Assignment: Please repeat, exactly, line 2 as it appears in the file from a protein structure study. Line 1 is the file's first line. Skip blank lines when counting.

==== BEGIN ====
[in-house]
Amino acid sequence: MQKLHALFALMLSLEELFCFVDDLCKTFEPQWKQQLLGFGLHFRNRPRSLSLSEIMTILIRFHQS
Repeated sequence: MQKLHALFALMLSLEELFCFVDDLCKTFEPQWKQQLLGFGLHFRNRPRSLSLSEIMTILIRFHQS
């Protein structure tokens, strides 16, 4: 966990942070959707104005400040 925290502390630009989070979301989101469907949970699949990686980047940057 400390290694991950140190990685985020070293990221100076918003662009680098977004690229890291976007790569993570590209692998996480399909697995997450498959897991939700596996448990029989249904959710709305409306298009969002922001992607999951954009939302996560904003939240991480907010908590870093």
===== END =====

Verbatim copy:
Amino acid sequence: MQKLHALFALMLSLEELFCFVDDLCKTFEPQWKQQLLGFGLHFRNRPRSLSLSEIMTILIRFHQS